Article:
Aboard Secretary of State John Kerry's plane to London – As Secretary of State John Kerry winged his way across the Atlantic on the first leg of his first overseas trip as America's top diplomat, his aides were scrambling on several continents to salvage one of the trip's most critical and eagerly-awaited sessions.
Kerry was slated to visit four European capitals -- London, Berlin, Paris and Rome -- before a Mideast swing that will take him to Turkey, Egypt, Saudi Arabia, the United Arab Emirates and Qatar.
During the visit to Italy, the State Department had announced, Kerry would have the chance to meet with leaders of the Syrian opposition that have battled the regime of Syrian President Bashar al-Assad for two years, in a civil war that has claimed roughly 70,000 lives.
Over the weekend, however, the Syrian Opposition Council -- the main umbrella group for the broad array of rebel politicians, clerics and soldiers, many of them Islamists with ties to al-Qaeda and other unsavory networks -- announced it was boycotting the session with Kerry in Rome.
The Syrians complained that the United States -- which has blacklisted al-Nusra, the al-Qaeda-linked group that has emerged as one of the most effective combat brigades in the battle against Assad's military -- has not been even-handed enough in its treatment of the rebels.
The Obama administration has provided millions in non-lethal aid to the rebel forces but has balked at supplying arms to them, citing fears that the weapons would wind up in the hands of anti-American Islamists.
Senior U.S. officials said Sunday that frenetic efforts were underway to persuade the Syrian rebels to rethink their position and agree to a meeting with Kerry before he reaches Italy on Thursday.
Robert Ford, the American ambassador to Syria who has not visited Damascus since the U.S. shuttered its embassy, was dispatched to Cairo to work on the Syrians from there, while acting Assistant Secretary of State Beth Jones, head of the Department's Near Eastern bureau, was also working the phones and was expected to meet up with Ford and Kerry in Rome.
Additionally, the U.S. is relying on third-party countries to exercise suasion on the recalcitrant rebel leaders.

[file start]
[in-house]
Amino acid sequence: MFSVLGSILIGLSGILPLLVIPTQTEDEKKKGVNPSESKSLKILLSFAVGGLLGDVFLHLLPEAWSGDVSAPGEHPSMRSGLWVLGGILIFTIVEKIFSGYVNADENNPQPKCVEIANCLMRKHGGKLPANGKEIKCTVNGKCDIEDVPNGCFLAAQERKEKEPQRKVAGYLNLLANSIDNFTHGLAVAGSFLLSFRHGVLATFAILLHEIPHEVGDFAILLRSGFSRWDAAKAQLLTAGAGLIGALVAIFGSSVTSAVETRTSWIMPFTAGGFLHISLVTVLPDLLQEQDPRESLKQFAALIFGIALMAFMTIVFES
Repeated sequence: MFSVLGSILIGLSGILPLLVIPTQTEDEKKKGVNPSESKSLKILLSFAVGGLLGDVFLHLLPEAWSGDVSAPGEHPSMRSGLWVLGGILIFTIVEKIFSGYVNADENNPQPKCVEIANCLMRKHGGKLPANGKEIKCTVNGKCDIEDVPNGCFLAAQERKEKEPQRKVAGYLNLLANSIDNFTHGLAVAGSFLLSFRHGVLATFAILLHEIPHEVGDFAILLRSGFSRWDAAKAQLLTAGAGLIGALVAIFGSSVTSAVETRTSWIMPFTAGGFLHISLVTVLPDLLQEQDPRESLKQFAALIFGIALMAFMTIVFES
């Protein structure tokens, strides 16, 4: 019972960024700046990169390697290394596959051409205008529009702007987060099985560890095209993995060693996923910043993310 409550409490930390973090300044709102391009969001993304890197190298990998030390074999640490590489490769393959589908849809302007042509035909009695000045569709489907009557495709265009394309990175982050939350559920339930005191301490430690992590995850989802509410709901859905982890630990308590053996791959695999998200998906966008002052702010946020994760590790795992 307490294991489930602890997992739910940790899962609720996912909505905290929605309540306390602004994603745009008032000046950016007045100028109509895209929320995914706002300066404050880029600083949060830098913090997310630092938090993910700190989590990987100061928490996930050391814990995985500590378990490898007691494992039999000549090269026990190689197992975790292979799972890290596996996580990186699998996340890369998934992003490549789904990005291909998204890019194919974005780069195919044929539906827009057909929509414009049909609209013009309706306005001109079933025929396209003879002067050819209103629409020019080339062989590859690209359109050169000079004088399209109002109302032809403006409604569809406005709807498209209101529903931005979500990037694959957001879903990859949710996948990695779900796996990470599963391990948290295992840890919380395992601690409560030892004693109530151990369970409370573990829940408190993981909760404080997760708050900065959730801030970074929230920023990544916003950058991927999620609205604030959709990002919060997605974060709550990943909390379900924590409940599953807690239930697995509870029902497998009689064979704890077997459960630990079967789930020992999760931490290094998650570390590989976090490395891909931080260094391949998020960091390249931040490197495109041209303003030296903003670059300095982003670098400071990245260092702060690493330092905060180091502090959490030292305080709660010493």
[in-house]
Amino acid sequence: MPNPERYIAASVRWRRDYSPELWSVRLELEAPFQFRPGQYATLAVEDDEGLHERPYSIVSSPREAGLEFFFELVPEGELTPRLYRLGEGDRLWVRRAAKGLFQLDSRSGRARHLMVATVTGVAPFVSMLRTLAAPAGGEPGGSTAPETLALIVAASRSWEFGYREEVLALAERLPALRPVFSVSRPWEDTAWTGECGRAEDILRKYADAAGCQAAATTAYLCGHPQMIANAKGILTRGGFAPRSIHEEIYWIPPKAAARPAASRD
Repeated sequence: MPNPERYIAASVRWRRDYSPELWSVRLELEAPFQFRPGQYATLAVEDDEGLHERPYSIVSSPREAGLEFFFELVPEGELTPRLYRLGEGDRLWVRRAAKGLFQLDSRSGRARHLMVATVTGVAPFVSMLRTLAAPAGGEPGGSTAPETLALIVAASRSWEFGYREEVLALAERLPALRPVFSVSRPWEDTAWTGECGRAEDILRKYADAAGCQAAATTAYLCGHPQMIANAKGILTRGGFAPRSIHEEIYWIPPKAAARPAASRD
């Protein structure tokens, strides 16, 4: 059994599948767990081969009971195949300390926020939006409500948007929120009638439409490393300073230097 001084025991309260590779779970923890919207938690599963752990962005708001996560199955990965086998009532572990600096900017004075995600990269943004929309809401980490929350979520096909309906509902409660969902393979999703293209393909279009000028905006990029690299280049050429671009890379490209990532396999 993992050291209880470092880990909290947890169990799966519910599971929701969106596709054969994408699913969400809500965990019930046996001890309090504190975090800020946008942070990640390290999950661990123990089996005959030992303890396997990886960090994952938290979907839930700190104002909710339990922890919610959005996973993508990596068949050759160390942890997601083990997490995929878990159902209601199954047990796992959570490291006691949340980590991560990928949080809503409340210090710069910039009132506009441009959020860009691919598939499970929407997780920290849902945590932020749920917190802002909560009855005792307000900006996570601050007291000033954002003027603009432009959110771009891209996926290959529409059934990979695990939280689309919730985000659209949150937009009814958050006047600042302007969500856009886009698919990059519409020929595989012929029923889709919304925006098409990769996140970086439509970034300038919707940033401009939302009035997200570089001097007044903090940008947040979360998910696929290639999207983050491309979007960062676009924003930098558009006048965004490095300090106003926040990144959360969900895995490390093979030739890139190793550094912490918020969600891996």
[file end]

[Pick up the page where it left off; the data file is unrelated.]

"The Syrian opposition leadership is under severe pressure now -- from its membership, from the Syrian people -- to get new support from the international community," said a senior Obama administration official traveling with Kerry to London early Sunday. "There's quite a bit of internal discussion about the value of going to international conferences."
American diplomats described the internal disputes amongst the rebels as a messy business in which many of those on the front lines -- the fighters and commanders who are starving, bleeding and dying -- view with increasing suspicion the rebels' civilian leaders who spend more time meeting with foreign diplomats in fine European hotels.
At the same time, some of those rebel figures who have been most vocal in rejecting the meeting with Kerry are said in private to favor it and to be asking Washington to do more to provide them with the political cover they feel would enable them to make the trip.
To meet that last request, the State Department late Saturday night issued a statement condemning the Assad regime's latest assaults on the devastated city of Aleppo, and taking note of the rebels' recent advances in and around the capital.
"We will make our case," the American official said, casting the Rome session as an opportunity for the rebels "to meet our new secretary of state, to speak directly to him."
During a meeting in Washington last week with Jordan's foreign minister, Kerry said his upcoming trip would provide him with a chance to develop some new ways of changing the "calculation about where things are" that President Assad presently maintains.
Were his planned meeting with the Syrian rebels to be scuttled, it would mark a setback in the new secretary's nascent effort at changing Assad's thinking and a minor embarrassment on his first overseas trip.
Kerry is said not to be bothered too greatly by the uncertainty hovering over the Rome stop and to believe that the meetings will ultimately go forward as announced.
That sense of equanimity was already on display in the session with the Jordanians last week.
"I'm an optimist," Kerry told Foreign Minister Nasser Judah on February 13. "If I weren't an optimist, I wouldn't have taken this job."